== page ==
Early and Recent History and Genealogical Records
of Many of the Representative Citizens
CECIL ALVIN BRIGGS. By his close observance of fundamental rules of business, based upon honesty, rectitude and fidelity to trusts and confidences reposed in him, Cecil Alvin Briggs, secretary and general manager of the George Briggs Lumber Company, of Springfield, has achieved success while yet young in years, won the public esteem and fixed his star in the ascendant. In all relations of life he is courteous and cordial in his friendships, cautious, temperate, ambitious, zealous, consistent, moral and circumspect in his daily existence, and punctuality is one of his maxims.
Mr. Briggs was born July 19, 1887, at Verona, Lawrence county, Missouri. He is a son of Sylvester A. Briggs, who was born September 26, 1847, in Fountain county, Indiana, and was of French-English descent. He grew to manhood in Illinois and received his education in the common schools near the city of Danville. He began life for himself as a school teacher and followed this profession for a period of upwards of fifteen years, in Douglas county, Illinois, where his services were in large demand and he became known as one of the leading educators of the county. Leaving the Prairie State in 1885, he located at Verona, Missouri, where he engaged in the lumber business until 1910, also maintained his home for a time during that period at Siloam Springs, Benton county, Arkansas, where he has retail lumber interests. About five years ago he retired from active life, having accumulated a competency for his old age, and is now living quietly with his son, our subject, in the Briggs residence on West Commercial street, Springfield. The firm of Briggs & Wilks, with which he was connected in southern Missouri so long, became well known. He is now in his seventy-seventh year. Politically he is a Republican, always took an active interest in public affairs was justice of the peace for a period of eight years, and was also secretary of the school board at Verona for a period of eleven years, filling these offices in a manner that reflected credit upon himself and to the satisfaction of the public. He is a devout member of the Christian church and for many years was an elder in, the same at Verona. , The mother of the subject of this sketch was known in her maidenhood as Frances Cannon, a daughter of G. N. and Elizabeth Cannon. She was a woman of many praiseworthy characteristics. Her death occurred October 2, 1909, at Siloam Springs, Arkansas. To these parents seven children were born, only two of whom are living at this writing, namely: Cecil A., of this sketch; and Floyd E., who lives at Pittsburg, Kansas, is a brakeman on the Kansas City Southern Railroad, and is unmarried. Our subject's paternal grandparents were Augustus and Ruth (West) Briggs, natives of New York and Kentucky, respectively.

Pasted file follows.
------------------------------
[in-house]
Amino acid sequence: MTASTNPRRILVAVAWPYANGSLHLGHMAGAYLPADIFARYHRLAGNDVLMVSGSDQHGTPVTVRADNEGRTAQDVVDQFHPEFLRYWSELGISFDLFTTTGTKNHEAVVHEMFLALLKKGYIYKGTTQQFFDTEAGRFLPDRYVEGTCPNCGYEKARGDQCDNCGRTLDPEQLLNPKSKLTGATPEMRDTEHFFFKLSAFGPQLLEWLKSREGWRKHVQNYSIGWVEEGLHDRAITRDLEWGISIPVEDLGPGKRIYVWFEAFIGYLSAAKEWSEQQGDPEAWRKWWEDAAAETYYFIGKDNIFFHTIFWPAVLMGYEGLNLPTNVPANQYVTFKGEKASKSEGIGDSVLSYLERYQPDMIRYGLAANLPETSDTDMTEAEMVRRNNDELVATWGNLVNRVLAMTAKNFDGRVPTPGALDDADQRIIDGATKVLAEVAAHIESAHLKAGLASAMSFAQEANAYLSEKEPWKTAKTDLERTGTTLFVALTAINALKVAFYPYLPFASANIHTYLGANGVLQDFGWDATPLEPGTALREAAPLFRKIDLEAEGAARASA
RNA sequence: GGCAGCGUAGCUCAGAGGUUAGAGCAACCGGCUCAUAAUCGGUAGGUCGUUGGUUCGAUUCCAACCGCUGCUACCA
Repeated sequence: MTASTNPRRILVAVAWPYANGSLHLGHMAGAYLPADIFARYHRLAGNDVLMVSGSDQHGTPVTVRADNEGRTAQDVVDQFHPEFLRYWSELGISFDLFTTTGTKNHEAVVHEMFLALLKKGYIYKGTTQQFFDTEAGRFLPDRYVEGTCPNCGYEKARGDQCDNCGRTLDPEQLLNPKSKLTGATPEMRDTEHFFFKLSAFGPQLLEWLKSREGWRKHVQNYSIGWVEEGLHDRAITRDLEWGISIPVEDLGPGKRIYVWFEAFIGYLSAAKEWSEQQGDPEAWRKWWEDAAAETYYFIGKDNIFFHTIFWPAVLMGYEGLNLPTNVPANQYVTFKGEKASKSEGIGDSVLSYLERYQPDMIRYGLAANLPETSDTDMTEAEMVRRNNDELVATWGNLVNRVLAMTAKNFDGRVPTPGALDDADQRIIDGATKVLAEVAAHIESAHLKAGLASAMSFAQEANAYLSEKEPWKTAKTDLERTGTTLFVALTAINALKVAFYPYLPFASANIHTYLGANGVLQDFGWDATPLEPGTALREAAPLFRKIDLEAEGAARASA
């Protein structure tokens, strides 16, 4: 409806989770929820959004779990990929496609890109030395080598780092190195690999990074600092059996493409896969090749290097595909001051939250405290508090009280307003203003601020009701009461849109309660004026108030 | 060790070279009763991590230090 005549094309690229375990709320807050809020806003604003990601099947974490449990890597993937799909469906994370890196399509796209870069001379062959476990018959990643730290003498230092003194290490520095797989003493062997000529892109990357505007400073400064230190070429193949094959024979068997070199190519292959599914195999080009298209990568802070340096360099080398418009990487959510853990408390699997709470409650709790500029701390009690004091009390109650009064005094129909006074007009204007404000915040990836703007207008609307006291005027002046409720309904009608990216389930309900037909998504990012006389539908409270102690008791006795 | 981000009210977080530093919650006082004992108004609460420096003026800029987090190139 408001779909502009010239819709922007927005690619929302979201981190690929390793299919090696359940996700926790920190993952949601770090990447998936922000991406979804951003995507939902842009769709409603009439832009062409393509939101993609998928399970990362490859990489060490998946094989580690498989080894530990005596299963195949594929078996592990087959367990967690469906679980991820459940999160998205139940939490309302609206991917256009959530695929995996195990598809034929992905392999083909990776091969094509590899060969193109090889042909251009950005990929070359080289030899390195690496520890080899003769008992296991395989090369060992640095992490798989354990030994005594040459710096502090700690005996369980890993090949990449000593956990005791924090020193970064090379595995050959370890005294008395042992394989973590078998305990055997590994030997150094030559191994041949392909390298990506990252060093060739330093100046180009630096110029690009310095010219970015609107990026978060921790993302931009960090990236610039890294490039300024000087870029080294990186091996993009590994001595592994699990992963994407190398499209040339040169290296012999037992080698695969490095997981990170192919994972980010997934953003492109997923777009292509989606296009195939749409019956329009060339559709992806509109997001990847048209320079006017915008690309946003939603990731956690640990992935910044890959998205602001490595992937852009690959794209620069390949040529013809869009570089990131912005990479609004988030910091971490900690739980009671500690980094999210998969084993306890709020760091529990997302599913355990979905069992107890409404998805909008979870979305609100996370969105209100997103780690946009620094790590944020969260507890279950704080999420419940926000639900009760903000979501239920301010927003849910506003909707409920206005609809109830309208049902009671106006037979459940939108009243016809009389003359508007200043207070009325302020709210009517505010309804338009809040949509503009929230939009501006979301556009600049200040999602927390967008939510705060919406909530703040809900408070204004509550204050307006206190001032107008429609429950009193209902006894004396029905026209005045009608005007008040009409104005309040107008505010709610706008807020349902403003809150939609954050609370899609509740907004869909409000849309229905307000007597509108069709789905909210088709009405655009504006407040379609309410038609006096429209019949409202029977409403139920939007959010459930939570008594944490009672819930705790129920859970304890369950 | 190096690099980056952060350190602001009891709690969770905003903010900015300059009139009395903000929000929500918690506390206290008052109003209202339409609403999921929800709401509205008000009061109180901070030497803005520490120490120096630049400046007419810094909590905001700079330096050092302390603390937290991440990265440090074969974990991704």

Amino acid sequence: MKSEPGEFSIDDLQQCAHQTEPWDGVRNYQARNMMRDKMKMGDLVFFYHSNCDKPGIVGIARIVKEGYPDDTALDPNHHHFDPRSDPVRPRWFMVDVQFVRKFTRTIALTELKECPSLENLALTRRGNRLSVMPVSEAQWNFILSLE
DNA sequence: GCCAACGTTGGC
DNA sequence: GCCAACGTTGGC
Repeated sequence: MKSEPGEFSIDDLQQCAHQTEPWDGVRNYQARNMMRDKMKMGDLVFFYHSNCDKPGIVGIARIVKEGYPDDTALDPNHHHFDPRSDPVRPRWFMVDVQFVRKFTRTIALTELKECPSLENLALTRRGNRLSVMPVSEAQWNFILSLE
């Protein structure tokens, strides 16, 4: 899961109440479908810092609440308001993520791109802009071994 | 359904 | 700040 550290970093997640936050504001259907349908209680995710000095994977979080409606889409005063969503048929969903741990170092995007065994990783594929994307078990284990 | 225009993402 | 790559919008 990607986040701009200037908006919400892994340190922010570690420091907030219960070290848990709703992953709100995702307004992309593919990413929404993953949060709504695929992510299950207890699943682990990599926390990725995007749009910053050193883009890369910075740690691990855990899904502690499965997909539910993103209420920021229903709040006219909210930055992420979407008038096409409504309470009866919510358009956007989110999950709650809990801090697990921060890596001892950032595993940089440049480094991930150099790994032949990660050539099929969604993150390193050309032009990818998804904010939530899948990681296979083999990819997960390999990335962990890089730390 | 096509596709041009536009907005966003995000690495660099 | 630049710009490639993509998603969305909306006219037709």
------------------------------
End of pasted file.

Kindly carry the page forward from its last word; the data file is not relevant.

Cecil A. Briggs was educated in the common schools, graduated from the Verona high school, took a course in a St. Louis business college, and he began his business career in 1907, in the lumber firm of his father at Verona, where he remained until 1910, as office manager for the firm of Briggs & Wilks. He then came to Springfield as bookkeeper for the D. J. Landis Lumber Company, with which he remained until 1912, then went to Lamar, Oklahoma, as assistant cashier of the Bank of Lamar, remaining there until March 4, 1914, when he returned to Springfield and assumed his present connection with the George-Briggs Lumber Company, his previous experience having made him familiar with every phase of the lumber business and rendering him entirely capable of assuming the responsible position he now occupies.
The George-Briggs Lumber Company is located at 425 West Commercial street. It was incorporated under the laws of Missouri, February 4, 1914, with a capital stock of fifteen thousand dollars, and the business was started on that date, with J. H. George, president; B., H. George, treasurer; and Cecil A. Briggs, manager and secretary. Their yard is three hundred by one hundred and seventy-five feet and they have a neat office.
A full stock of well-selected lumber of all kinds, such as is to be found in any up-to-date lumber yard in this part of the country, is carried, and the business has been a success from the start. Their business is confined mostly to Greene county. Four assistants are required in the yards. Besides lumber they handle sashes, doors, cement, plaster, sand, brick, etc.
Politically Mr. Briggs is a Republican. He is a member of the Christian church, and was formerly a member of the Modern Woodmen of America.
Mr. Briggs was married, first, in 1909, to Elsie Browning, a daughter of George W. and Jane Browning. Her death occurred August 28, 1913, leaving two children, Genevieve and Jane. Our subject was married again in 1914 to Flossie May Warden, a daughter of James L. and Dora (Blackman) Warden.
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